Exec brings distrib expertise to duty
He’s the openly gay distributor and producer of numerous landmark LGBT films, newly chosen to head the 25th Jubilee Teddy Awards jury of the world’s top gay film kudos.
But Marcus Hu would just like to clear up one thing: While 25% of its library is LGBT, Strand Releasing, the indie he’s run with co-founder Jon Gerrans for 22 years, isn’t (quite) as gay as you think.
A film “first has to be something really good that’s going to appeal to critics and cineastes — the gay content is secondary,” says Hu, whose producing debut — Gregg Araki’s nihilistic gay dramedy “The Living End” — played Berlin in 1992. “But we’ve built a good reputation by having quality gay and lesbian films, and I think that’s why ours stand out the most.”
Another reason for this reputation is that nine of Strand’s 10 top-grossing films (including “Edge of Seventeen,” “Wild Reeds” and “Party Monster”) focus on gay themes or have prominent gay characters. Yet the company has many LGBT-free award winners (such as the upcoming Cannes Palme d’Or honoree “Uncle Boonmee Who Can Recall His Past Lives”) which show Hu has ambitions extend beyond the gay film niche.
It’s a goal that’s also pragmatic. “Twenty years ago, the gay community really wanted to see images of themselves onscreen because there was so little of that available,” Hu says. “There’s so much gay visibility now in television and other media that I don’t think there’s the same need for affirmation — or plunking down 15 bucks to go to an art complex when they can relax at home.”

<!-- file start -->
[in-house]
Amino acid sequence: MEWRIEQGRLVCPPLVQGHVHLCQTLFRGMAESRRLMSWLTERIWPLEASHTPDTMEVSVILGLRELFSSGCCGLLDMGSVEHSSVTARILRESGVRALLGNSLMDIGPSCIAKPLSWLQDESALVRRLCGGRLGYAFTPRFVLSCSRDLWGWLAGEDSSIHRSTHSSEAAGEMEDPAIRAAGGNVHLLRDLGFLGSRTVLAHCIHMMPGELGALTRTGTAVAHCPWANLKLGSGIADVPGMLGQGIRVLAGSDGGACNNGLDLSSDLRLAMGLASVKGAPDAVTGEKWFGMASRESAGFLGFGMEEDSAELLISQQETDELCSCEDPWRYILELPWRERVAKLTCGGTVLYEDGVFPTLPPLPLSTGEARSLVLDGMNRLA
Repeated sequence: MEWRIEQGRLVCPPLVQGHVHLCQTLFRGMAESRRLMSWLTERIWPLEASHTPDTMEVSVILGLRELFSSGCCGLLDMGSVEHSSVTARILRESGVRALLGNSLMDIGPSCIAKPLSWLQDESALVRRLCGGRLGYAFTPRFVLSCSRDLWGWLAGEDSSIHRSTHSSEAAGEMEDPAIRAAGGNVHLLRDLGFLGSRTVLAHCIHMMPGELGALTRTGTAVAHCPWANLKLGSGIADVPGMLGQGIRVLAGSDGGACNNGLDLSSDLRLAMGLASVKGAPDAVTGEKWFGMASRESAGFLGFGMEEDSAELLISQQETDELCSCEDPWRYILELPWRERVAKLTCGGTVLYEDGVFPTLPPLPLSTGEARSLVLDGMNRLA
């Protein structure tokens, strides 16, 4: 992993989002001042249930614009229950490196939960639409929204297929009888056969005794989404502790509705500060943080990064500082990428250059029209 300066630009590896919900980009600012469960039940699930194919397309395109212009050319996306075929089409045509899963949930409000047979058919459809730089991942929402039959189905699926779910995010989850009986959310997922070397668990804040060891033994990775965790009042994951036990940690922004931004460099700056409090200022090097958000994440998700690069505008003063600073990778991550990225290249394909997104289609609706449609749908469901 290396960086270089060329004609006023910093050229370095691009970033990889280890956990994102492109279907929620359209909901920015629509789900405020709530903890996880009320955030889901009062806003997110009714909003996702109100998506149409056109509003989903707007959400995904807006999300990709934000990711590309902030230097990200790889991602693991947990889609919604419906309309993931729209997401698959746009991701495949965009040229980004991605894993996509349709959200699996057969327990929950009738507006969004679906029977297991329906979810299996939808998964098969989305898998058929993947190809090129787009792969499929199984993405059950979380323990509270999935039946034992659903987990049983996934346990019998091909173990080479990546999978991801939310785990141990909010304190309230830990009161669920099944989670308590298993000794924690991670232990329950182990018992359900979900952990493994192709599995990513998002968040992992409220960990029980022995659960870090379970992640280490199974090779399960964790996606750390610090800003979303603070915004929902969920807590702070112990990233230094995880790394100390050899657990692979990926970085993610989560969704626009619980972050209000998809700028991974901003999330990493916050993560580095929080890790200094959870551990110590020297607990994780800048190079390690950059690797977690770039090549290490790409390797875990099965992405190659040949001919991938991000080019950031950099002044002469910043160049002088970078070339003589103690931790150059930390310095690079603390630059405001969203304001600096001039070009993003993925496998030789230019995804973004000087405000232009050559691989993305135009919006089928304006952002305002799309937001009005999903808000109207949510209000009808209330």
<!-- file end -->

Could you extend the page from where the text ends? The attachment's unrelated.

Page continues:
Filling a 12- to 14-film-per-year theatrical release slate with acquisitions, one or two service deals, plus four to six additional homevideo titles is no easy task, especially with so many better-funded competitors than when Hu started. In an annual two-week migration that he’s made for two decades, Hu just flew from California to Sundance and back, then to and from the Rotterdam fest, then took a round trip between his Culver City office and weekend San Francisco home before hitting Berlin.
“He gets his sleep on planes,” laughs Gerrans.
Strand Releasing also just picked up U.S. rights to Tom Tykwer’s love-triangle drama “Three.” The Berlin-set romantic drama, which premiered last year in Venice, centers on a heterosexual married couple forced to deal with an awkward predicament when they both fall in love with the same man. It’s screening at the Berlinale as part of the German Cinema — Lola@Berlin market section.
The pair also recently exec produced their first film since 2000’s “Psycho Beach Party,” the upcoming dark Hollywood comedy “(818)” from “Psycho Beach” director Robert Lee King.
Strand has only nine employees handling theatrical acquisitions, DVD sales and servicing for Internet, VOD and various forms of new media (including an output deal with Warner Digital). This low overhead and an eye toward the future — along with good taste, tireless work and champions like Panorama director Wieland Speck, who selected Hu to lead the Teddy Awards jury — has helped Hu’s company survive three recessions.
“Marcus’ dedication to queer culture and his perseverance in a difficult marketplace are an inspiration to everyone working in the field,” Speck says.